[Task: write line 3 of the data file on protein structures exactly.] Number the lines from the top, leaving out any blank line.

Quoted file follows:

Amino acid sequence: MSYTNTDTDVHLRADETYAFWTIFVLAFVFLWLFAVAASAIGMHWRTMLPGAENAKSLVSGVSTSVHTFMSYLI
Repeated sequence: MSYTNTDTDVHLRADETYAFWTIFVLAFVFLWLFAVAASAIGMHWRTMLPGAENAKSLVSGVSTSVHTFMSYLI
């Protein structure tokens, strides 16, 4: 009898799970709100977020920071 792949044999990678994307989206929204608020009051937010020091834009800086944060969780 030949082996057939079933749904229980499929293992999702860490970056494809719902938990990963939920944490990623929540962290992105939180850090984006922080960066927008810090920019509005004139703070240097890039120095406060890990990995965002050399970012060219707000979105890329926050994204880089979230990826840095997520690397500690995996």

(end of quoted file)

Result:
């Protein structure tokens, strides 16, 4: 009898799970709100977020920071 792949044999990678994307989206929204608020009051937010020091834009800086944060969780 030949082996057939079933749904229980499929293992999702860490970056494809719902938990990963939920944490990623929540962290992105939180850090984006922080960066927008810090920019509005004139703070240097890039120095406060890990990995965002050399970012060219707000979105890329926050994204880089979230990826840095997520690397500690995996």